Doors ★★★½

Doors fits perfectly into the early 2010s horror anthology craze, namely the VHS franchise, where experimental horror auteurs throw their bonkers, Lovecraftian ideas on the wall and see what sticks. With its ambiguous yet artistic dive into the theme of the unknown, Doors is as niche as can be, made specifically for its niche arthouse horror audience who are bound to be head over heels for this one.

With multiple loosely-connected segments that depict the apocalyptic aftermath after mysterious doors appear all around the world, sucking people in with their hypnotic powers, Doors is simply atmospheric filmmaking at its finest, with heavy input of lush visual and eerie sound effects that's both mind-blowing and hair-raising. Other than its devastating account of a dying planet, Doors is also admirable with its subtle symbolism, covering topics from human guilt to race relations. The tonal inconsistency between different sketches in a way gives this already unsettling experience another layer of surrealism.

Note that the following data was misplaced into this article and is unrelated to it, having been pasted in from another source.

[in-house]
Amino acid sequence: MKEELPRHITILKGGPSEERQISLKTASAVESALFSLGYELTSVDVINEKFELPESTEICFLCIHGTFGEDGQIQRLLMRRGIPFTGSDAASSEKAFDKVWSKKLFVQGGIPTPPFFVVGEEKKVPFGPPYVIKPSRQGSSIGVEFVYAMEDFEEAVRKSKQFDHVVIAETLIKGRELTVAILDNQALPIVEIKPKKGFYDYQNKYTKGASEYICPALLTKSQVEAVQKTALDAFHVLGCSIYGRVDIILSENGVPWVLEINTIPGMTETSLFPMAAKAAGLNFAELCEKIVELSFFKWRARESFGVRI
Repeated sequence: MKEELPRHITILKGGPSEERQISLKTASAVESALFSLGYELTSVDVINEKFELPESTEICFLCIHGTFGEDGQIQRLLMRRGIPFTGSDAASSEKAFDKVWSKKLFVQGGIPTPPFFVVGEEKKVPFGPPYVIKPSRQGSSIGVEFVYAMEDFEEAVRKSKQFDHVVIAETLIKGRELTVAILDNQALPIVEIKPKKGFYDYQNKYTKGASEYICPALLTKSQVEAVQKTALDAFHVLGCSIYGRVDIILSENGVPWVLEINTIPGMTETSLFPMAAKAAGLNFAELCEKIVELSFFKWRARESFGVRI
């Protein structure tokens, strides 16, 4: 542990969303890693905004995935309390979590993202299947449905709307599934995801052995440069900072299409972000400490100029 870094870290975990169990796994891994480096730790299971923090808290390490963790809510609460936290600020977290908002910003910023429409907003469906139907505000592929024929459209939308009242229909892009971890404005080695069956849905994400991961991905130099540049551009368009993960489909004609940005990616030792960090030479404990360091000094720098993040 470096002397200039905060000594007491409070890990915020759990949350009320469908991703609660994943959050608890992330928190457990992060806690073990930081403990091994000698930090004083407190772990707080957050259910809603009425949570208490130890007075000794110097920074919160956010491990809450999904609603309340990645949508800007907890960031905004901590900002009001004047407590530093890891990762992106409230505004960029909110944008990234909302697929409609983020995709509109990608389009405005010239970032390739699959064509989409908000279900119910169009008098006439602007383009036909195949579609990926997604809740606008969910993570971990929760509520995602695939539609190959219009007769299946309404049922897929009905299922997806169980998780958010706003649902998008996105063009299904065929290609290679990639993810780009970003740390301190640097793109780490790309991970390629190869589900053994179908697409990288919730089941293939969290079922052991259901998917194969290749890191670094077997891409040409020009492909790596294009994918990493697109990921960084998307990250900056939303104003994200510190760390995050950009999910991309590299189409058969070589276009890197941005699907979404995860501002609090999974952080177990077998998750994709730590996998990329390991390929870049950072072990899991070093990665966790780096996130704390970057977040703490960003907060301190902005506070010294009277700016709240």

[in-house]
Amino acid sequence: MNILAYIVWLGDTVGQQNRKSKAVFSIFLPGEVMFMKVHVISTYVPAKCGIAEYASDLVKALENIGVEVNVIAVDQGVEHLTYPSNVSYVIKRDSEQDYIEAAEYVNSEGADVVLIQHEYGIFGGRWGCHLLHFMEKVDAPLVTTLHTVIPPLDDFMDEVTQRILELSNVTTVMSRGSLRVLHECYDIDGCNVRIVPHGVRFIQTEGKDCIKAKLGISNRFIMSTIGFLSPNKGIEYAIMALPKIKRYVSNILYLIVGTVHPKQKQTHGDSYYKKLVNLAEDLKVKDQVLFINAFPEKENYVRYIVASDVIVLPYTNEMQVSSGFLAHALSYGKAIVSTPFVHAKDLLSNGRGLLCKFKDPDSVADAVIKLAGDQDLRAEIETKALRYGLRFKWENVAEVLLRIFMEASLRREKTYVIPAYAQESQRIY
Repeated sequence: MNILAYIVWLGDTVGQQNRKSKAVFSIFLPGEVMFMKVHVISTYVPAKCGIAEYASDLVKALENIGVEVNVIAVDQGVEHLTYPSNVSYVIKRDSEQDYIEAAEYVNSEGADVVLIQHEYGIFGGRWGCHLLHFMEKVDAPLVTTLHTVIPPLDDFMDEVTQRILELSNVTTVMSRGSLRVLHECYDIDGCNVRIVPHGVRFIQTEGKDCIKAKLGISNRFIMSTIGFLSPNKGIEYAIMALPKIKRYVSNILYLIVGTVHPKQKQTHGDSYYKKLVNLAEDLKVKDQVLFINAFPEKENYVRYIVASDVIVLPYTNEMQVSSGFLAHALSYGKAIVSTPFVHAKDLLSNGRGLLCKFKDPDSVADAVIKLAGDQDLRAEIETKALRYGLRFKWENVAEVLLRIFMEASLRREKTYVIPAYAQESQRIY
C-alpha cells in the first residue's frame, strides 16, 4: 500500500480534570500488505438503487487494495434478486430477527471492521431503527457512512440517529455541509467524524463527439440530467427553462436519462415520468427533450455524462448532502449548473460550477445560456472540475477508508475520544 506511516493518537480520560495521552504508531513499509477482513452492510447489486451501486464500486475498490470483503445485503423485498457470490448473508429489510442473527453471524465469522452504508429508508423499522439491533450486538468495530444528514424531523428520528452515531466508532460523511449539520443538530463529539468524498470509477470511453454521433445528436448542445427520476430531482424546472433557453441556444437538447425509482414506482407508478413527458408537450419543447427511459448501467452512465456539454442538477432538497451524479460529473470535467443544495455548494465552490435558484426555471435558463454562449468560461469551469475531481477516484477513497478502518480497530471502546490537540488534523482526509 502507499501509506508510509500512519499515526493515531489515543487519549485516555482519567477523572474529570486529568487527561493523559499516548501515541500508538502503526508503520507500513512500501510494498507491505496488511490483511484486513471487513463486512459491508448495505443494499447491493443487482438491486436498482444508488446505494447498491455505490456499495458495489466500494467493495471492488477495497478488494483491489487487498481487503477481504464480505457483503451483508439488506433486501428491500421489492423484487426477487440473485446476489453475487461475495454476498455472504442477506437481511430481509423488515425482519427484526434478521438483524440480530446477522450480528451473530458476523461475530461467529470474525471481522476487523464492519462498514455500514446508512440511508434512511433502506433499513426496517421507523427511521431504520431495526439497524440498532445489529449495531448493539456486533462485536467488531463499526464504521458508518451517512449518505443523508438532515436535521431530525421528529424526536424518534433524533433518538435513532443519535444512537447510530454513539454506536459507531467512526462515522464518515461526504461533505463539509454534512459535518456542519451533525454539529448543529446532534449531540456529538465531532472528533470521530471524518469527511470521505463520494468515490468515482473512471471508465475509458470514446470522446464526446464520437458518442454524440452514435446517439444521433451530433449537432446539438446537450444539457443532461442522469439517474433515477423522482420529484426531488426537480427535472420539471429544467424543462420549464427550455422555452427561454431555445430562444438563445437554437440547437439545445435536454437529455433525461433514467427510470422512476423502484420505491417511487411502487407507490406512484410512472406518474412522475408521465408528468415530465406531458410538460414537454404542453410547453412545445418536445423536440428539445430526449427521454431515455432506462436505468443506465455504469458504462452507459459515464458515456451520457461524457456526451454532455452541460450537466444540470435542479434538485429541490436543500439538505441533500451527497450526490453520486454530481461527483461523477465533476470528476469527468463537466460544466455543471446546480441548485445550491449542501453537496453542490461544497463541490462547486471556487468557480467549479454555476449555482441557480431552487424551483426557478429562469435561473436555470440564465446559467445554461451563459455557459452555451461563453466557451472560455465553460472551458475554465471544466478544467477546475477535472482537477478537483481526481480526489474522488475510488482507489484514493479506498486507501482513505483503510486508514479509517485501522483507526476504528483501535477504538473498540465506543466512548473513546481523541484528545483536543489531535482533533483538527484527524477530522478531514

Admittedly some segments are way better than the others, with the Kubrick-inspired Knockers segment being the absolute best. Overall, however, Doors is still a rather decent horror anthology that's going to stick in my mind for a very long time. Highly recommended.

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